Dynamic ticket pricing is a good thing

Leave a comment

Nelson Algren said it best: Never play cards with a man called Doc, never eat at a place called
Mom’s, never sleep with a woman whose troubles are worse than your own, and never start spewing stuff about economics when you obviously don’t know what you’re talking about.  Here’s SF Weekly’s Joe Eskenazi on the Giants’ new dynamic ticket pricing:

. . . it just seems downright wrong that you should be
made to pay more for a baseball game because it’s a “great day for baseball.” It
seems exploitative that you should be made to cough up extra dollars
when Tim Lincecum is on the mound; will we be given a deep discount
when Zito is pitching or Pablo Sandoval takes a day off? Further following the airline model,
will we be charged extra for using the restroom? Do clean seats cost
more? Do I have to pay extra to stay out of the all-felon, all-drunk,
all-jerks talking loudly about work on their iPhone section?

Baseball writer/economics professor J.C. Bradbury schools him:

I’m not really all that sympathetic. People are paying a price for a
product they value at that price or higher, I’m not seeing a downside.
You used to be able to buy something you valued more for less, and now
you have to pay a higher price that is still equivalent to or less than
what you value the product. And when the product is a baseball game,
cry me a river in the name of social justice.

OK, that was the fun part, not the schooling part. For that you’ll have to click through and read why it makes perfect sense — for everyone — for teams to do the dynamic pricing thing.

Report: Orioles interested in Alex Cobb

Getty Images
Leave a comment

MLB Network’s Jon Morosi reports that the Orioles have interest in free agent right-hander Alex Cobb, who rejected his one-year, $17.4 million qualifying offer from the Rays earlier this week. Cobb was most recently linked to the Cubs, who reportedly reached out to his agent during the GM Meetings and garnered mutual interest from the righty, but nothing appears to be set in stone yet.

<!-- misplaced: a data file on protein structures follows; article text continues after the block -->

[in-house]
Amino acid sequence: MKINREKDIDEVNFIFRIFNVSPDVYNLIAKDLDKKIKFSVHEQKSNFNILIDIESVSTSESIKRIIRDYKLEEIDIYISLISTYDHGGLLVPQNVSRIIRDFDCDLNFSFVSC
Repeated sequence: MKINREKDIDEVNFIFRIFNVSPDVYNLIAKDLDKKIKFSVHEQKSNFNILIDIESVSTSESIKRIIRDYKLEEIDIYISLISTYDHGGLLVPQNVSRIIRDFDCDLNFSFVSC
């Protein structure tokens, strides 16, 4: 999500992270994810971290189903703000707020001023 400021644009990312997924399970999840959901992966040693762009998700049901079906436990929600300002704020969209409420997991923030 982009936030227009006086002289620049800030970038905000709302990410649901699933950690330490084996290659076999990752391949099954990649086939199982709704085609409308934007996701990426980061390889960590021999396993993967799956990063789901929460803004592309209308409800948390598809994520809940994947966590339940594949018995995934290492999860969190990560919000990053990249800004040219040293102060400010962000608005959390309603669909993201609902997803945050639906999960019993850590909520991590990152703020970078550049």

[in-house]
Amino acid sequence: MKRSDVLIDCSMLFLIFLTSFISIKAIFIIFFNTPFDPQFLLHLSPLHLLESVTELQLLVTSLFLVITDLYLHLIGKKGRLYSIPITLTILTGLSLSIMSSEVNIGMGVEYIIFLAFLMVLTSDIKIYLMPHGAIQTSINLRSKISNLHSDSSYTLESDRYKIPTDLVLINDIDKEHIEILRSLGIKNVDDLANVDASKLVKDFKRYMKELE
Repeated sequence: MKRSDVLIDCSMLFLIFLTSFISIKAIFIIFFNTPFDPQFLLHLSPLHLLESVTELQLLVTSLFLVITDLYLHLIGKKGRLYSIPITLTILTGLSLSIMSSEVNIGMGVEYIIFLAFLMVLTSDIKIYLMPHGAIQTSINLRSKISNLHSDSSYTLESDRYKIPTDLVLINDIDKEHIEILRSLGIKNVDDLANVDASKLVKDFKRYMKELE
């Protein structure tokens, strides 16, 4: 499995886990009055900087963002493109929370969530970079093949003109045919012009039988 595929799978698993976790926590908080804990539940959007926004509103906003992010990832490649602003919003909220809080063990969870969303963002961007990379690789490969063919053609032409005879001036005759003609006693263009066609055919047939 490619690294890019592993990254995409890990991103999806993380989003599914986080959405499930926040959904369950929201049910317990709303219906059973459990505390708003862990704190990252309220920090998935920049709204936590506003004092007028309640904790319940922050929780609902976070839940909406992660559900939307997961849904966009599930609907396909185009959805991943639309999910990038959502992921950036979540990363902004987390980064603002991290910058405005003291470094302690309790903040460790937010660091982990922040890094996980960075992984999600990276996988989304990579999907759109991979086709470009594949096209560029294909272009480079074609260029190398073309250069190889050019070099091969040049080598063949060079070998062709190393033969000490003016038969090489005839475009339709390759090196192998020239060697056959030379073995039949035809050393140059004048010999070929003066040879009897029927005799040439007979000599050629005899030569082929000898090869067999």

Cobb, 30, completed his sixth season with the Rays in 2017. He went 12-10 in 29 starts and turned in a respectable 3.66 ERA, 6.4 SO/9 and career-best 2.2 BB/9 in 179 1/3 innings. Despite losing a couple of weeks to turf toe, he remained healthy for most of the year and showed no signs of the elbow issues that robbed him of the majority of his 2015-2016 campaigns.

It’s still fairly early for any deals to come to fruition, but Morosi notes that the Orioles seem to be focused on bulking up their rotation during the first few months of the offseason. It’ll take more than a healthy Alex Cobb to right that ship, however: Orioles’ starters earned a collective 5.70 ERA and 5.5 fWAR in 2017, good for worst and fourth-worst marks in the league, respectively. Behind Kevin Gausman and Dylan Bundy (and perhaps Gabriel Ynoa/Miguel Castro), they still need three viable starters to compete in 2018. Whether or not they can afford to spring for a single starter with Cobb’s price tag (four years, $48 million, per MLB Trade Rumors) remains to be seen.